★★★★☆ / Korean

Stylish Korean on a budget – Kimchee High Holborn review

Tasty, tasteful and not too pricey either

Given the economic clout of South Korea I’m somewhat surprised that Korean restaurants aren’t more common and popular in London. Although there are an increasing number of them in places such as around Centre Point or in New Malden, most are scrappy, slightly run down eateries that aren’t going to attract newbies unfamiliar with Korean food. A new Korean restaurant on High Holborn could change that.

The unoriginally named Kimchee is large and looks very slick. The waiting area has a miniature rock garden and fountain as well as a wall inscribed with Korean characters while the semi-communal tables are designed for groups of six or less. The atmosphere is quite buzzy and loud due to the large number of chattering diners, so Kimchee is more a place for sharing food with friends than a place for having a quiet romantic or business meal.

My garden looks like this.

For some reason a wooden cage splits the dining area into two – I imagine one is set aside for diners with reservations while the rest are for walk-ins. Lone diners will appreciate the bar-like bench that runs around the edge of the room, although the heavy wooden stools are rather uncomfortable. The sleek appearance belies the low prices so if I didn’t know better, I’d swear this was an Alan Yau operation.

Shiver me timbers!

Bustling.

The food is traditionally Korean with almost no contemporary twists that I could discern. Perhaps one of the most important dishes is the Korean staple kimchee – spicy fermented cabbage that doesn’t appeal to everyone but I love it. The kimchee here isn’t as immediately, overpoweringly spicy as other examples of the dish that I have had, but has a cumulative spiciness that sneaks up on you. In a way, the lack of a piquant punch is a good thing, as I found the sour tartness of the preserved vegetables surprisingly refreshing on the unseasonably warm April evening of my visit.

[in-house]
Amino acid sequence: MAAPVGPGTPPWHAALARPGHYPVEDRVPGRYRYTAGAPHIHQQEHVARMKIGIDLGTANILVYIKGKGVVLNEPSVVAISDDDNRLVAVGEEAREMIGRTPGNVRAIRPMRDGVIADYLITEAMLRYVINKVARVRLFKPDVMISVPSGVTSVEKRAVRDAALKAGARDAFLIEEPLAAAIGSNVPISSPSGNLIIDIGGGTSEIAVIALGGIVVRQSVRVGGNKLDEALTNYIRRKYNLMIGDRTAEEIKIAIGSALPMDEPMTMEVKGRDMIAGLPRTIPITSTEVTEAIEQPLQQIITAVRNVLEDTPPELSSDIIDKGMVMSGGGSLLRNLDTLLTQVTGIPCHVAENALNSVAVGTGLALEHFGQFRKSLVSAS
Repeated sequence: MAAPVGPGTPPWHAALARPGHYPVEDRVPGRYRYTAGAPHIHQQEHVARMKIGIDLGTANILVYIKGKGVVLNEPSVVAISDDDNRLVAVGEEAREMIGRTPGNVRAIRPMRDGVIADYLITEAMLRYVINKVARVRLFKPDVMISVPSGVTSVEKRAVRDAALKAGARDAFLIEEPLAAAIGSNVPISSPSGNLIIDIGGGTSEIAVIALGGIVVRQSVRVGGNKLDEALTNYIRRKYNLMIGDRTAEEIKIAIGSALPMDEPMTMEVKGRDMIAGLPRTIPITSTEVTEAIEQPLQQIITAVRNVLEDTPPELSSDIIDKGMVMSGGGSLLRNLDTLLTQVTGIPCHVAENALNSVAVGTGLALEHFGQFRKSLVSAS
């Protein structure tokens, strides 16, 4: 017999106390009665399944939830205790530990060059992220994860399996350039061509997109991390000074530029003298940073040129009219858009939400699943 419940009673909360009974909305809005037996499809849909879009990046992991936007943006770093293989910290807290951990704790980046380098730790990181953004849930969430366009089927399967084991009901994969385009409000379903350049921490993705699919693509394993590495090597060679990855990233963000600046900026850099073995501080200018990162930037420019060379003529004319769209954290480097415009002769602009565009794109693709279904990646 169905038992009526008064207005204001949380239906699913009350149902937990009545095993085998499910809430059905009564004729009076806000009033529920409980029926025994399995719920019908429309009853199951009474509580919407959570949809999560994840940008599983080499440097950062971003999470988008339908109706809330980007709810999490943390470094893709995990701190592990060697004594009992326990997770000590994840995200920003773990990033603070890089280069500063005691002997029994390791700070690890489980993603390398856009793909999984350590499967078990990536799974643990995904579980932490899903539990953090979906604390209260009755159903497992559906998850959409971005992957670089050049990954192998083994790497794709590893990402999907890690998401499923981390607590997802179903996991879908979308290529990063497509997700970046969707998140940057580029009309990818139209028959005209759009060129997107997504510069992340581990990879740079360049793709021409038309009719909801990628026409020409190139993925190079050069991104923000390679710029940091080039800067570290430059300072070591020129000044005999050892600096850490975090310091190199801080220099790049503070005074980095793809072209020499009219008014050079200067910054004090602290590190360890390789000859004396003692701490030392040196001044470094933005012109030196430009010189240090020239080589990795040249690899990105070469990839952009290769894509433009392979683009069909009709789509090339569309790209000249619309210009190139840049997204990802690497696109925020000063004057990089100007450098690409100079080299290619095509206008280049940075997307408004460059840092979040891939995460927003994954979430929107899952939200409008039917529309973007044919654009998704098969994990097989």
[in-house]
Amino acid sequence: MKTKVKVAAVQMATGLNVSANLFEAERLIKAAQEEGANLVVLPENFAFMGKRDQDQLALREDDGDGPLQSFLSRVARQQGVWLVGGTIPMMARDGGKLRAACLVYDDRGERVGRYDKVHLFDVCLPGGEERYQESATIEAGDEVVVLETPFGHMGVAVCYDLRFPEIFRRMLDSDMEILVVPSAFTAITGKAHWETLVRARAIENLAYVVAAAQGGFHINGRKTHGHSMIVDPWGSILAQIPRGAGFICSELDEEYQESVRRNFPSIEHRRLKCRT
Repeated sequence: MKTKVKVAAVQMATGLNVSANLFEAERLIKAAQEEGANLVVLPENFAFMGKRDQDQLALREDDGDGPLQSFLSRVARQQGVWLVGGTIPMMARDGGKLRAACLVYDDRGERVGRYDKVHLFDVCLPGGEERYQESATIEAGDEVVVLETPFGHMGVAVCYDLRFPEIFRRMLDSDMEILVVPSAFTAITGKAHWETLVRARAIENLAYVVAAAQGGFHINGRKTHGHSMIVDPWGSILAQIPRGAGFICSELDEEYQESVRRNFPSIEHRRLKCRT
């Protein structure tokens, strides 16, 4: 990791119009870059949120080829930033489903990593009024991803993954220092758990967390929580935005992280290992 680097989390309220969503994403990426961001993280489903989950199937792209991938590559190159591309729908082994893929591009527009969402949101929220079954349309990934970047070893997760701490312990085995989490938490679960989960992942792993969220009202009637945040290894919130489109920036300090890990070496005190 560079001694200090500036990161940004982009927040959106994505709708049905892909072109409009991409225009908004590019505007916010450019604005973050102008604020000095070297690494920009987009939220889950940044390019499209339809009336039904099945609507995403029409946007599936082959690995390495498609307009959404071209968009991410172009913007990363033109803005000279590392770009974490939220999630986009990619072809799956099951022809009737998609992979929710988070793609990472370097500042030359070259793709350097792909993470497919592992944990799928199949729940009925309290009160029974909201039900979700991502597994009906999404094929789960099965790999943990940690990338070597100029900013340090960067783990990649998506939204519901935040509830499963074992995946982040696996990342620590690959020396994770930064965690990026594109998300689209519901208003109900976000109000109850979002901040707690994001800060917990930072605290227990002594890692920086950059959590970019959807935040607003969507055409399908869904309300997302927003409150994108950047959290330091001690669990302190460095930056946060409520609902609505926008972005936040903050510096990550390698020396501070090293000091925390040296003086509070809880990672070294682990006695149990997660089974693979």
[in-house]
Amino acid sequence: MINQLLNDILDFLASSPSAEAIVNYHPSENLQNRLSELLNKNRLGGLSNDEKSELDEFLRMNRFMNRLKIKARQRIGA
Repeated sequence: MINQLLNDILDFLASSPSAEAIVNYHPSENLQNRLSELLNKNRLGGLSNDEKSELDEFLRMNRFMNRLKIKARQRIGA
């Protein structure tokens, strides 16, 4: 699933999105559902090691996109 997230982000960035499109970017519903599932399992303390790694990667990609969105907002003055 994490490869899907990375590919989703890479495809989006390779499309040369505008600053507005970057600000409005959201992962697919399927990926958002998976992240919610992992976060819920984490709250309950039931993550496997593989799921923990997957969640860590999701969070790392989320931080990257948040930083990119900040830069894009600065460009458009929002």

Not bad at all.

As you might be able to tell from previous entries on this blog I’m a big fan of raw meat and fish so I had to try Kimchee’s version of dolsot bibimbap with raw beef. Dolsot bibimbap is essentially a hotpot where a scorching hot bowl filled with rice, seasoned vegetables, a raw egg and another topping of your choice. I opted for raw beef, but there are plenty of other choices for the squeamish among you. The idea is that you mix all the ingredients together and the hot bowl warms them all up together.

It sounds like a rather simple and uninspired dish, but it really is greater than the sum of its parts. Although the rather bland raw beef won’t set carnivores’ tails wagging, it’s suitably moreish when slathered with the tangy and pert sauce although, like the kimchee, the sauce isn’t quite as spicy as I would like. Combined with the nutty sesame oil flavoured rice and surprisingly citrusy, zesty flavoured vegetables, it all comes together very nicely. The portion was a touch on the small side though.

Mix it up!

Korean food is famed for its grilled and barbecued meats so I couldn’t pass up the chance to sample skewers of grilled scallops and beef tongue. I prefer my scallops firm with a nice salty tang, so Kimchee’s softer scallops aren’t exactly to my liking, but they’re still pleasing thanks to their slightly sweet flavour.